States could drastically reduce their greenhouse gas emissions from the power sector in the next 15 years, if they ramped up their investment in renewables such as wind and solar, according to a study released Monday.

The findings, by scientists at the University of Colorado Boulder and National Oceanic and Atmospheric Administration, found that reductions could be as much as 78 percent below 1990 levels by 2030 while keeping cost in check and meeting expected demand increases.

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The study could be used by the Obama Administration to counter concerns about the cost of its Clean Power Plan, which requires states to cut their carbon emissions mostly from coal-fired power plants 32 percent from 2005 levels by 2030.

“Our research shows a transition to a reliable, low-carbon, electrical generation and transmission system can be accomplished with commercially available technology and within 15 years,” Alexander MacDonald, co-lead author of the study in the journal Nature Climate Change and recently retired director of NOAA’s Earth System Research Laboratory (ESRL) in Boulder, said in a statement.

While the costs of wind and solar have become increasingly competitive, they remain dogged by fears that they cannot consistently supply power.

Utilities have responded by investing in surplus generation capacity – fueled by natural gas – to ensure a steady power supply. But the researchers found that may not be necessary in the future, if  states would only invest more heavily in renewables and make improvements in the transmission infrastructure.

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Using NOAA’s high-resolution meteorological data, the researchers built a model to evaluate the cost of integrating different sources of electricity into a national energy system. The model estimates renewable resource potential, energy demand, emissions of carbon dioxide (CO2) and the costs of expanding and operating electricity generation and transmission systems to meet future needs.

The model allowed researchers to evaluate the affordability, reliability, and greenhouse gas emissions of various energy mixes, including coal.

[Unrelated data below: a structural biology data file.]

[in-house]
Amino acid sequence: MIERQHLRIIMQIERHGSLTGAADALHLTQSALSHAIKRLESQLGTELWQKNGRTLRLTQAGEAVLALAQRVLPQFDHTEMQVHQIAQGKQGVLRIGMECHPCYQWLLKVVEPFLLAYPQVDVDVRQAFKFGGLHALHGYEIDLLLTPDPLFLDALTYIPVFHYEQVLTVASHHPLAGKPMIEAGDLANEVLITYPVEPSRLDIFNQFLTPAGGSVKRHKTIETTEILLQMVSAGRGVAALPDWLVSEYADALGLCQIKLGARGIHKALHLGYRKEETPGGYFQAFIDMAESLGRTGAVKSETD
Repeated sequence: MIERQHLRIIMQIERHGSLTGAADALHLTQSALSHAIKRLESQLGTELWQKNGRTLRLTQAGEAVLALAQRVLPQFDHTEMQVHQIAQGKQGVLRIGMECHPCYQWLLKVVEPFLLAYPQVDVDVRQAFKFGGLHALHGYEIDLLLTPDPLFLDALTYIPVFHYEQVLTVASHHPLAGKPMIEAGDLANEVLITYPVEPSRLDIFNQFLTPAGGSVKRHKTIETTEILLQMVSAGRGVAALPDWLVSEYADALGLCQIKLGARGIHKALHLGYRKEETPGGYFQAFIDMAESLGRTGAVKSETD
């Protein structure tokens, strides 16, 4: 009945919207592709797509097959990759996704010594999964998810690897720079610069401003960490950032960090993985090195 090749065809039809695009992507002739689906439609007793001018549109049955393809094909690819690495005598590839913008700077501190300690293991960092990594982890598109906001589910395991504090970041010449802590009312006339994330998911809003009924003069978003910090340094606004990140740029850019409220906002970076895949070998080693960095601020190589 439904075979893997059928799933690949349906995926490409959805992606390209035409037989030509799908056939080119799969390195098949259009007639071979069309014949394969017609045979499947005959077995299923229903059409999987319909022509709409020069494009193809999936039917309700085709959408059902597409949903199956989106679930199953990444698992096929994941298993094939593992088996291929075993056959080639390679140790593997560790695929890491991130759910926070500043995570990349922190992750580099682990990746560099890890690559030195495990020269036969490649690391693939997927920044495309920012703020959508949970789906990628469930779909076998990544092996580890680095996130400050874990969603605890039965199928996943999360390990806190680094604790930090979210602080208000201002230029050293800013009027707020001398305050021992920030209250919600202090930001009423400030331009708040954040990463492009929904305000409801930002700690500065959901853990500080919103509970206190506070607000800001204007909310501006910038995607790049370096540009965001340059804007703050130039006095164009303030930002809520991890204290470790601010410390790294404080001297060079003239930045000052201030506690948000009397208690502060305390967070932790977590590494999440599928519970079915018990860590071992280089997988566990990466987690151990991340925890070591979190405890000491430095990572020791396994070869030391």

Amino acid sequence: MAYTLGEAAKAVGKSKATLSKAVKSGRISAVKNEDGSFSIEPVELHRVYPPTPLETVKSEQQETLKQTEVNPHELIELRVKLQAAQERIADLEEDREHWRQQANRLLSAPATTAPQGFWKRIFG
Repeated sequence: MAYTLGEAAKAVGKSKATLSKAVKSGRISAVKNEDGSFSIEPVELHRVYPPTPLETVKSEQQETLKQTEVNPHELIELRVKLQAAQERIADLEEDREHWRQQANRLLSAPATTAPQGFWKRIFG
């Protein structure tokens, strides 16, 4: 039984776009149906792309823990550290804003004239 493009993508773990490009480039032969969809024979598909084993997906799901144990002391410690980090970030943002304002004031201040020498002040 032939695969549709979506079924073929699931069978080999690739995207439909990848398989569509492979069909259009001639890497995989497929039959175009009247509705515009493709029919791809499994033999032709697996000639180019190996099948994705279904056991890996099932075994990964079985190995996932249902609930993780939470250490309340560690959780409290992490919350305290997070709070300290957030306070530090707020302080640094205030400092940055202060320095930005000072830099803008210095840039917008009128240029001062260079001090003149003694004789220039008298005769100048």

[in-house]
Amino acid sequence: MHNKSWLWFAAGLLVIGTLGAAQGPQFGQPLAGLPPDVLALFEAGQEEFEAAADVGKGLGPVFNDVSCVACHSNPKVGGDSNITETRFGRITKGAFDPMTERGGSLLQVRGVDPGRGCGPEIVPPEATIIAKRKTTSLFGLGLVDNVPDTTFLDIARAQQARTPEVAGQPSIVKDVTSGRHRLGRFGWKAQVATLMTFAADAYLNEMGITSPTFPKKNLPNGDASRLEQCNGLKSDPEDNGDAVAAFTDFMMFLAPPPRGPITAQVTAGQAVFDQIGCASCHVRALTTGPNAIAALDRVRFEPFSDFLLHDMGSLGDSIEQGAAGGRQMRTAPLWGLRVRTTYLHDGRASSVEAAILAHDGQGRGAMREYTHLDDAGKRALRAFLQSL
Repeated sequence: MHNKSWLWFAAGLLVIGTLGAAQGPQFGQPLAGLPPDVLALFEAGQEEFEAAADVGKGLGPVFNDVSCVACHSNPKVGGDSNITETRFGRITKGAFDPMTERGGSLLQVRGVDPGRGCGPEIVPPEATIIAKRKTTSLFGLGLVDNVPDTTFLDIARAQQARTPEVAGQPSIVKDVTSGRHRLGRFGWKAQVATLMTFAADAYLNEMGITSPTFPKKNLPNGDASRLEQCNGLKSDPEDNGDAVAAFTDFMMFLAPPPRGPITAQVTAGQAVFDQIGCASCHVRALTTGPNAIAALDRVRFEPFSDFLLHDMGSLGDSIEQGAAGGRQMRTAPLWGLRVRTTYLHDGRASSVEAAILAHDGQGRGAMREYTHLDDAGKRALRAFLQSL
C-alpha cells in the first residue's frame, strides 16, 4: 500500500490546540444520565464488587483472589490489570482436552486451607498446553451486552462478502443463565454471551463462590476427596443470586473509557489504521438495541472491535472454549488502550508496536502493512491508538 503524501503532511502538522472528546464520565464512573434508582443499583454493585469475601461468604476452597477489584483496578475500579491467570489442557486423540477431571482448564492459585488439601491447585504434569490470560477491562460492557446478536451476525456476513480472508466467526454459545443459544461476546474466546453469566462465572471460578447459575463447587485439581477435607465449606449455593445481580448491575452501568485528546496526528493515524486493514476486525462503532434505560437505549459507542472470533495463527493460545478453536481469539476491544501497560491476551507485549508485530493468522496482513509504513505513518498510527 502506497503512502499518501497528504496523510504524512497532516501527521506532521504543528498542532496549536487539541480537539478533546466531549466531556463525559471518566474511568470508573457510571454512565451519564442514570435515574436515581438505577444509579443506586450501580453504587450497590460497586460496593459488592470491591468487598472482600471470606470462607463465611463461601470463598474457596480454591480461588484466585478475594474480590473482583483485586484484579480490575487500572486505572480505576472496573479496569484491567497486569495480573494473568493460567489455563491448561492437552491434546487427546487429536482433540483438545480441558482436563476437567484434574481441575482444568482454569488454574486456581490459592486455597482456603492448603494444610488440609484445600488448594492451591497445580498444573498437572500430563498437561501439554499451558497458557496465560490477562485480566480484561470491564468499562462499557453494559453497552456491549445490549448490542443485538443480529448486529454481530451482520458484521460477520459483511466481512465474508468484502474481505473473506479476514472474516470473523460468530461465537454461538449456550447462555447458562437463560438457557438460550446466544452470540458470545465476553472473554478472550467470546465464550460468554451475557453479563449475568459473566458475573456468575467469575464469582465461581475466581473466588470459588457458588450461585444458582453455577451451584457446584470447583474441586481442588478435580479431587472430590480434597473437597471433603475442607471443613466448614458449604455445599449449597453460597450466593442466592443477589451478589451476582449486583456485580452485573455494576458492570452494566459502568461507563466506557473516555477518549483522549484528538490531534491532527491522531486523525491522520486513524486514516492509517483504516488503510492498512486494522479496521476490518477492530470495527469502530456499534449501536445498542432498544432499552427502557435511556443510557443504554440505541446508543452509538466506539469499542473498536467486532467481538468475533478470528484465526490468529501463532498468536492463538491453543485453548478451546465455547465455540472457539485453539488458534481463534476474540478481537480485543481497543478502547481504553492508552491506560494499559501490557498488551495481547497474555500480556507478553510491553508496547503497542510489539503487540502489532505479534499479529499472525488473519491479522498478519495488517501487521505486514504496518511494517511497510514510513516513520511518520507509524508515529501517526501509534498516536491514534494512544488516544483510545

“The model relentlessly seeks the lowest-cost energy, whatever constraints are applied,”  Christopher Clack, a physicist and mathematician with the Cooperative Institute for Research in Environmental Sciences at the University of Colorado Boulder and a co-author of the study. “And it always installs more renewable energy on the grid than exists today.”

Even in a scenario where renewable energy costs more than experts predict, the model produced a system that cuts CO2 emissions 33 percent below 1990 levels by 2030, and delivered electricity at about 8.6 cents per kilowatt hour. By comparison, electricity cost 9.4 cents per kWh in 2012.

As part of the U.S. commitment to an international climate deal agreed in Paris last year, Obama has pledged to reduce American emissions 26-28 percent below 2005 levels by 2025. A key component of that commitment is the Clean Power Plan, which is being challenged in court by 24 states. They claim it amounts to an unlawful power grab that will drive up electricity prices and eliminate coal mining jobs.

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The researchers, for their part, said the objective of their study was simply to find out the most cost-effective way to reduce those emissions.  Somewhat surprisingly, it was by greater investment in renewables - rather than fossil fuels like coal.

But those emission cuts, the researchers said, will only come if states build and pay for transmission infrastructure improvements – especially high-voltage direct-current transmission grid (HVDC) to supplement the current electrical grid. HVDC lines, which are in use around the world, reduce energy losses during long-distance transmission and help keep costs down.

Think of it as the 21st century version of the interstate highway system.

 “With an ‘interstate for electrons’, renewable energy could be delivered anywhere in the country while emissions plummet,” MacDonald said. “An HVDC grid would create a national electricity market in which all types of generation, including low-carbon sources, compete on a cost basis. The surprise was how dominant wind and solar could be.”

Stanford University’s Mark Jacobson, who wrote an article accompanying the study, praised the authors for pushing “the envelope.”

 “It shows that intermittent renewables plus transmission can eliminate most fossil-fuel electricity while matching power demand at lower cost than a fossil fuel-based grid - even before storage is considered," he wrote.

“This finding — alongside previous modeling that suggests the electrification of all sectors combined with the use of low-cost electricity and heat/cold storage, hydrogen and demand response can result in 100% decarbonization of all US energy sectors — provides confidence that the goals of the Paris Agreement are within reach if high percentages of clean, renewable energy can be integrated worldwide,” he added.